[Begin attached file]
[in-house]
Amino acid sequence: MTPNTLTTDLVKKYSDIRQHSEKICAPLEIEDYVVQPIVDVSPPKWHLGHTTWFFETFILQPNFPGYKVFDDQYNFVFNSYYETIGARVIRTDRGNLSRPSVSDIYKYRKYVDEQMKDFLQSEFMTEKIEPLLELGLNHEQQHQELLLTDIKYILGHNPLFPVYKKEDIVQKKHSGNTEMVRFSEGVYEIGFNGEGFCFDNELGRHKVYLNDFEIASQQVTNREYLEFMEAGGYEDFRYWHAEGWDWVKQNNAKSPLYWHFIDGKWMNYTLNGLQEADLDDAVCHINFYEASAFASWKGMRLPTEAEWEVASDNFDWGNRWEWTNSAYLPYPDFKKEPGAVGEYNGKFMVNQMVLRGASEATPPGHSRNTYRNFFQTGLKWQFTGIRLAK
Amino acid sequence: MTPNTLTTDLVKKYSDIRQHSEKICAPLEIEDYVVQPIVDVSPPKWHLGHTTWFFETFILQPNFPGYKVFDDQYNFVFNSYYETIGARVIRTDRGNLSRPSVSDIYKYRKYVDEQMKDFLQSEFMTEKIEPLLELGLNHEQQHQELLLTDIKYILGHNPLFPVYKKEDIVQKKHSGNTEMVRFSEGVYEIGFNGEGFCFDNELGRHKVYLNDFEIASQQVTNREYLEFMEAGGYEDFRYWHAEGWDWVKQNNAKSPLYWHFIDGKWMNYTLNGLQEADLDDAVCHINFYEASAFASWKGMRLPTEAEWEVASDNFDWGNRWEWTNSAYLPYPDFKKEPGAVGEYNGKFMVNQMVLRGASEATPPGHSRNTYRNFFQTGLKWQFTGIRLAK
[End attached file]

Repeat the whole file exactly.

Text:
[in-house]
Amino acid sequence: MTPNTLTTDLVKKYSDIRQHSEKICAPLEIEDYVVQPIVDVSPPKWHLGHTTWFFETFILQPNFPGYKVFDDQYNFVFNSYYETIGARVIRTDRGNLSRPSVSDIYKYRKYVDEQMKDFLQSEFMTEKIEPLLELGLNHEQQHQELLLTDIKYILGHNPLFPVYKKEDIVQKKHSGNTEMVRFSEGVYEIGFNGEGFCFDNELGRHKVYLNDFEIASQQVTNREYLEFMEAGGYEDFRYWHAEGWDWVKQNNAKSPLYWHFIDGKWMNYTLNGLQEADLDDAVCHINFYEASAFASWKGMRLPTEAEWEVASDNFDWGNRWEWTNSAYLPYPDFKKEPGAVGEYNGKFMVNQMVLRGASEATPPGHSRNTYRNFFQTGLKWQFTGIRLAK
Amino acid sequence: MTPNTLTTDLVKKYSDIRQHSEKICAPLEIEDYVVQPIVDVSPPKWHLGHTTWFFETFILQPNFPGYKVFDDQYNFVFNSYYETIGARVIRTDRGNLSRPSVSDIYKYRKYVDEQMKDFLQSEFMTEKIEPLLELGLNHEQQHQELLLTDIKYILGHNPLFPVYKKEDIVQKKHSGNTEMVRFSEGVYEIGFNGEGFCFDNELGRHKVYLNDFEIASQQVTNREYLEFMEAGGYEDFRYWHAEGWDWVKQNNAKSPLYWHFIDGKWMNYTLNGLQEADLDDAVCHINFYEASAFASWKGMRLPTEAEWEVASDNFDWGNRWEWTNSAYLPYPDFKKEPGAVGEYNGKFMVNQMVLRGASEATPPGHSRNTYRNFFQTGLKWQFTGIRLAK